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Posted on January 10th, 2013 by Tim Danton

Samsung Series 7 Chronos review: first look

Samsung Series 7 Chronos at CES 2013

Don’t be fooled by their similar names: the Samsung Series 7 Chronos couldn’t be more different to its much smaller sibling, the Series 7 Ultra. This is a 15.6in behemoth designed for the heaviest of duties – Samsung uses the phrase “ultimate performance for professional creation” – and that’s obvious from the moment you pick it up.

That said, compared to other 15.6in laptops, the Chronos is quite light: Samsung claims it weighs 2.35kg. Mind you, it also claims that it’s just 20.9mm thick – we’ll have to measure it with the office callipers when the final sample arrives in the office, but we suspect it’s closer to 30mm at its fattest point.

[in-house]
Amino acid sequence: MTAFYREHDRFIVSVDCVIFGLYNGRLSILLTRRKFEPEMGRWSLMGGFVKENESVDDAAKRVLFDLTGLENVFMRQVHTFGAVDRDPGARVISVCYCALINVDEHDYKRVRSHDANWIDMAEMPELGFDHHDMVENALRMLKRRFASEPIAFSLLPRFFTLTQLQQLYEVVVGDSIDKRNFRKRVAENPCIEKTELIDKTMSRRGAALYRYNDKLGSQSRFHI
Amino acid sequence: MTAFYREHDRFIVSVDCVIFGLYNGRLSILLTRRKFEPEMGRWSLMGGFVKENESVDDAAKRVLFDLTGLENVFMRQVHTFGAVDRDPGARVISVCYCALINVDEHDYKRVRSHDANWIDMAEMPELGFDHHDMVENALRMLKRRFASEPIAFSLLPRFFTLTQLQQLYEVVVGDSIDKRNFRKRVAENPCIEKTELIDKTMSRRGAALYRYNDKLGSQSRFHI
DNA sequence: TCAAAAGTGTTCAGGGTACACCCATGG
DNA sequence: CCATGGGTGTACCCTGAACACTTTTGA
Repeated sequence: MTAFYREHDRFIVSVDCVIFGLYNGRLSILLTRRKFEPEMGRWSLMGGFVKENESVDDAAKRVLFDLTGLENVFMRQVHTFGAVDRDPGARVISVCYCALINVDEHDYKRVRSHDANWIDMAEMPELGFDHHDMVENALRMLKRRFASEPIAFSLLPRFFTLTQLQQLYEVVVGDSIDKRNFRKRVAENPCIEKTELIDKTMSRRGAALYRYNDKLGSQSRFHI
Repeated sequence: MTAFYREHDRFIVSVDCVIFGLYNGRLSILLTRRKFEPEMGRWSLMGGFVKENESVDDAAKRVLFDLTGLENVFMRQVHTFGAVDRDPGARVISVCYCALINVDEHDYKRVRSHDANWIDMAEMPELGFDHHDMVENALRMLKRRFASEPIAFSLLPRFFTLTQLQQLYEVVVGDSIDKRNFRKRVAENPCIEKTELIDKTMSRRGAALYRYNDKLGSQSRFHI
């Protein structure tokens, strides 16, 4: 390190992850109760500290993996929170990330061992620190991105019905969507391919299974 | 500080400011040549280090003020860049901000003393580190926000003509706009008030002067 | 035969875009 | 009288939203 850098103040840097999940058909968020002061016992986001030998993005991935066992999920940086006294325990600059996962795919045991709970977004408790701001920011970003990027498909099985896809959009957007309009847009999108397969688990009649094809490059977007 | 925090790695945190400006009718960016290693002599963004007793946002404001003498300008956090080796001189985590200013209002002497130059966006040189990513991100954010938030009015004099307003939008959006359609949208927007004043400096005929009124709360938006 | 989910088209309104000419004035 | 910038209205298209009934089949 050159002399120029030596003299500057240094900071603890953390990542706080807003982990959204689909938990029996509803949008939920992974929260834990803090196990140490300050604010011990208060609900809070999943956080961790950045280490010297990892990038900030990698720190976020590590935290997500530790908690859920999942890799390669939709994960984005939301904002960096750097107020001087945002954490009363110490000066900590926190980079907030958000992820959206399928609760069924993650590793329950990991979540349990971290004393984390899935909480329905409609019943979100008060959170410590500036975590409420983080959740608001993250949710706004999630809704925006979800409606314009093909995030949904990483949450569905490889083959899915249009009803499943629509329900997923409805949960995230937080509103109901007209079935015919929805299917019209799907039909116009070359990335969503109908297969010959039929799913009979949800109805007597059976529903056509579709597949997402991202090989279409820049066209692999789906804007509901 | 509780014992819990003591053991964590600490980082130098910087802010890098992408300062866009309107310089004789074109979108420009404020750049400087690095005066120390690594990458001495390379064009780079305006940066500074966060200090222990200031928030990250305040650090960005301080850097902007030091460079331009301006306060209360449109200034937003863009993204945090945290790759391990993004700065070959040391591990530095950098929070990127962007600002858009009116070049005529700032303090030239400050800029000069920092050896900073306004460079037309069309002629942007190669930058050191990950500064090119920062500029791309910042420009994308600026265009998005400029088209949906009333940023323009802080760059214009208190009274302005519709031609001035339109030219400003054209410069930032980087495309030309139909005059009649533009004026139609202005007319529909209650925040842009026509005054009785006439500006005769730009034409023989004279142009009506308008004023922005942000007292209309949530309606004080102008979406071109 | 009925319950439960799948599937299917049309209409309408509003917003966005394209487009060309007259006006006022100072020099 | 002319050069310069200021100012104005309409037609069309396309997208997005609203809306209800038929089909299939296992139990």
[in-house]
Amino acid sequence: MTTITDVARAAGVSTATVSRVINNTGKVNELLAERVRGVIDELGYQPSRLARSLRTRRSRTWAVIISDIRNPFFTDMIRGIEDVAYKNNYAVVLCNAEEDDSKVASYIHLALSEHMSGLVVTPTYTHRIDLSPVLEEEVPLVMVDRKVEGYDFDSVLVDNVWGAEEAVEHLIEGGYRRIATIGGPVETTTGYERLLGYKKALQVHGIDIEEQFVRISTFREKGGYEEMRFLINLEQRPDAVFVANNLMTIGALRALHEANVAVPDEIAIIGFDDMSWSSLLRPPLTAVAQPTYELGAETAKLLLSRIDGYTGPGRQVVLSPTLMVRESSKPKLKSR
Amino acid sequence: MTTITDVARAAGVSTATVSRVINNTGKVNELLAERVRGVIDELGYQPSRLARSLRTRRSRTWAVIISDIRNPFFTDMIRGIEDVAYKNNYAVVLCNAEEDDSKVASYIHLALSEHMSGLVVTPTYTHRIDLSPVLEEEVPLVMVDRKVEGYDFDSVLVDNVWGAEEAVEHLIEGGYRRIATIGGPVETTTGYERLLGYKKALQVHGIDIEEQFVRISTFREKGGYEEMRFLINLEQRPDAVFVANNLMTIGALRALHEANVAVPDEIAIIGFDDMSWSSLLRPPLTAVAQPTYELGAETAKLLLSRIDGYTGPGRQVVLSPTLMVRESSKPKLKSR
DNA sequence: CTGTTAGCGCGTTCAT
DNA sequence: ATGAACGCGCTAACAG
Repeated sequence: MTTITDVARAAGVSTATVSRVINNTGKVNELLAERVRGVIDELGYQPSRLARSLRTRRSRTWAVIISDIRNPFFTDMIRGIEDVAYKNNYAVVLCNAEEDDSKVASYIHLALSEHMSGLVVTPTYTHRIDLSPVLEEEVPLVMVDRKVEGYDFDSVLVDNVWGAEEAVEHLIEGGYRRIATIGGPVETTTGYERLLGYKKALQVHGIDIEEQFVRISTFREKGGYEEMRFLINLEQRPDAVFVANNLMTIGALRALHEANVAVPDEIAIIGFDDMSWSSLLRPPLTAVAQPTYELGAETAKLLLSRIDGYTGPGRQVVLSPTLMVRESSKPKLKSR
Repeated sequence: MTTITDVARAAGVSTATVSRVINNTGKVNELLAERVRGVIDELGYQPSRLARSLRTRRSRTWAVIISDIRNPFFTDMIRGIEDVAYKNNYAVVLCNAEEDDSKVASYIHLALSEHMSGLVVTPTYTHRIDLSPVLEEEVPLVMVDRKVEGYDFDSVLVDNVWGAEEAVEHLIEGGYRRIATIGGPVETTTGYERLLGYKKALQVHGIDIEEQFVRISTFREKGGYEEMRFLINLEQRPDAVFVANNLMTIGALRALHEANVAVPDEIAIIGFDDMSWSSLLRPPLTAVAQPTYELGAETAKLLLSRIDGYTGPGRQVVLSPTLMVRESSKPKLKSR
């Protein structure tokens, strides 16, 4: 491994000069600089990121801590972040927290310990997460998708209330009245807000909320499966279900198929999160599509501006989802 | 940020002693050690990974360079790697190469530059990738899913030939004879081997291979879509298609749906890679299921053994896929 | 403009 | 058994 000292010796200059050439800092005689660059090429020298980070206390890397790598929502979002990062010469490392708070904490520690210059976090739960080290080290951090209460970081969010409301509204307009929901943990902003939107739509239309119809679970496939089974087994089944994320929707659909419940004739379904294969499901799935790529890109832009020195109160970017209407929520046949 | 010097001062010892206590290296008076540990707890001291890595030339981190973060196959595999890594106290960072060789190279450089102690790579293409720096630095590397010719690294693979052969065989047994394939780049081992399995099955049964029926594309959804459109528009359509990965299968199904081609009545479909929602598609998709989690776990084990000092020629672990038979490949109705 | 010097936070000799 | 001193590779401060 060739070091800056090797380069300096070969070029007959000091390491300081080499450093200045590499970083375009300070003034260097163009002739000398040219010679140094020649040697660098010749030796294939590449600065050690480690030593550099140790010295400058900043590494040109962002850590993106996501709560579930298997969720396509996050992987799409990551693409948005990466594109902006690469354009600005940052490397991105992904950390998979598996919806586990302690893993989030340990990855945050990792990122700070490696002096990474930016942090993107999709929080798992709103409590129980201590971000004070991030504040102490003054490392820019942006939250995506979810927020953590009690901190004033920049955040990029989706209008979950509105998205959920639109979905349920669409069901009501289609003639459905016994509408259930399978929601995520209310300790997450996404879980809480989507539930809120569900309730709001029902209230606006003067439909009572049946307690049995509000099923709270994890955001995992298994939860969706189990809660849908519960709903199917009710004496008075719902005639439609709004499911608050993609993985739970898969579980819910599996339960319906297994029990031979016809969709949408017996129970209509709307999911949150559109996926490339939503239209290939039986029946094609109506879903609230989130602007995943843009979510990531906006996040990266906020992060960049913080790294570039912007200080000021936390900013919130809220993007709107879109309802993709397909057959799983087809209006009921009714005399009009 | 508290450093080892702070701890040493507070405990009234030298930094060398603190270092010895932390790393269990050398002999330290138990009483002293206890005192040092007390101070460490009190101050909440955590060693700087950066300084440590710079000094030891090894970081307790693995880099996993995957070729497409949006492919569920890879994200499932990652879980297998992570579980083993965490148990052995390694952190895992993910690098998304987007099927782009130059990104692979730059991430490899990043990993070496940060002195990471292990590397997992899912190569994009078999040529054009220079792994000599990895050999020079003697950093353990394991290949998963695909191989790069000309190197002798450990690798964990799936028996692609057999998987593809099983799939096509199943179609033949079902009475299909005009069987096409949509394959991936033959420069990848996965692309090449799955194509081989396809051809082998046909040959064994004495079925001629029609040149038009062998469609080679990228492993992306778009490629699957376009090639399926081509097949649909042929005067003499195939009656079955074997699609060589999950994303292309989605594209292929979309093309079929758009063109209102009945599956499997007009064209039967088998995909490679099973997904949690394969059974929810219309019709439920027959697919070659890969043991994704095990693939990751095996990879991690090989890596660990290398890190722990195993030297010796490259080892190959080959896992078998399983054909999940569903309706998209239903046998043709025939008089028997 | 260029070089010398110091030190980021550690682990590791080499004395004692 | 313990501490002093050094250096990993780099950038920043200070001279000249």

What really marks it out from the rest is its battery life. The claim is 11.5hrs of use, and that would be an amazing achievement if it’s borne out. Our spokesman was light on details in terms of how this was achieved – we know it’s a lithium polymer battery and it uses proprietary Samsung technology, but the only definite is that the score was achieved in MobileMark 2007.

Samsung is also claiming that certain applications, such as Internet Explorer, will launch 1.5x faster thanks to “AccelRAM” caching, and that it will resume from Sleep in under two seconds. In our on-stand tests, this was closer to five seconds – we’re keeping our pinch-of-salt supply handy for now.